Childhood obesity has almost tripled in the last two decades and is considered one of the most serious health problems facing youth, with minority and low-income children at disproportionately higher risk. Although previous research has provided a good understanding of individual level risk factors (e.g. food choices) that contribute to childhood obesity, the connection between the home food environment and interpersonal interactions (e.g. support, communication, conflict) that exist in the home environment related to eating behaviors and childhood obesity has been largely overlooked. The primary objective of this application is to identify how the home food environment and the interpersonal interactions among family members related to eating behaviors create risk or protective factors for childhood obesity. The proposed two year cross-sectional study, stratified by weight status (e.g. normal weight vs. overweight/obese), uses an innovative mixed methods approach to collect direct observational data (video-recorded family meals, home food inventory), qualitative data (interviews with caregivers), and quantitative data (BMI, dietary intake) in order to provide an in depth description of the home food environment and examine associations with child weight status and dietary intake. Sixty overweight/obese children (e85th BMI %tile for age and gender) and 60 normal weight children (>5th %tile BMI <85th for age and gender), ages 6-12, will be recruited from primary care clinics to participate in an in-home observation study with their families. The one week in-home observation will include: (a) video- recordings of family meals for eight consecutive days via a laptop computer, (b) an observational assessment of the home food environment, (c) an in-depth qualitative interview with caregivers (at least one caregiver, and two when available), (d) anthropometric measures of target child, two caregivers (when available) and closest aged sibling (when available), and (e) three 24-hour dietary recalls on the target child conducted with the primary caregiver. The in-home observations will acquire family level, dyadic level and individual level data. By triangulating these data sources, a comprehensive and in-depth look at the home food environment will be possible and complex family dynamics will be able to be assessed. The novel risk and protective factors identified in this study will be used to develop an R01 family-based intervention study with ethnically/racially diverse children ages 6-12, who are at greatest risk for overweight and obesity. The results from the proposed study are expected to identify critical new targets for interventions that can be implemented in partnership with primary care clinics and other health care settings with families to prevent childhood overweight and obesity. The interdisciplinary research team brings expertise from family social science, child and adolescent nutrition, obesity prevention, family medicine, epidemiology and biostatistics. Findings from the proposed study will move the field forward in conceptualizing the home food environment more comprehensively, in order to create research-informed interventions that are more effective in preventing childhood obesity.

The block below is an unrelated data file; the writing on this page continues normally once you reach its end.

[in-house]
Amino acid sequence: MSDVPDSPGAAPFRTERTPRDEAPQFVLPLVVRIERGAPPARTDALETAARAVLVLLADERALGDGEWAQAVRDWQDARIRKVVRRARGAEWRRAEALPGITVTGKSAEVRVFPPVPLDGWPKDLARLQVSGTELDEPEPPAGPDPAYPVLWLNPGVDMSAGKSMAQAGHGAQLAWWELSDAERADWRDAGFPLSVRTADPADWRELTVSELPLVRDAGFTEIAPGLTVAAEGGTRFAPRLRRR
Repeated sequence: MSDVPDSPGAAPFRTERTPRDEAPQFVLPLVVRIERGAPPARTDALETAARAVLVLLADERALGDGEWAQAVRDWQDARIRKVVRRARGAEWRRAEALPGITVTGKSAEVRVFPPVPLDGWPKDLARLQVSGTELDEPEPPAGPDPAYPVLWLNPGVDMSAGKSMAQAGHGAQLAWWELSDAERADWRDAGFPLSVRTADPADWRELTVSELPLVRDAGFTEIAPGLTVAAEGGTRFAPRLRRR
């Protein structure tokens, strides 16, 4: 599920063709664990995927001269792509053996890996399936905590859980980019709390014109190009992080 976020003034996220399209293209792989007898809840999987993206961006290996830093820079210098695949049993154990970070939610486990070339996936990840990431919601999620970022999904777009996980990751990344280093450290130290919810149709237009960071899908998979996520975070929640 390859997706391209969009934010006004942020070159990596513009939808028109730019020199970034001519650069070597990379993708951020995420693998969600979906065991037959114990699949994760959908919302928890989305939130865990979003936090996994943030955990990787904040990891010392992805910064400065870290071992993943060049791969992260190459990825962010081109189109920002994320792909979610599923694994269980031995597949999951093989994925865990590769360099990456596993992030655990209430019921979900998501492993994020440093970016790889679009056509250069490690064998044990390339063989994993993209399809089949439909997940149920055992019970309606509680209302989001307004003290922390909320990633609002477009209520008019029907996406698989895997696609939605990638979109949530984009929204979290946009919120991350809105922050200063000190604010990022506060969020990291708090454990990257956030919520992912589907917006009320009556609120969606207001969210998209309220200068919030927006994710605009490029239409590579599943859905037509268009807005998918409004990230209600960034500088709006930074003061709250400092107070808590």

This innovative study uses in-home observations (video-recorded family meals, home food inventory, interviews) of the home food environment to obtain a more comprehensive understanding of the risk and protective factors for childhood obesity in the home environment. The results are expected to directly inform the creation of interventions to prevent childhood obesity.
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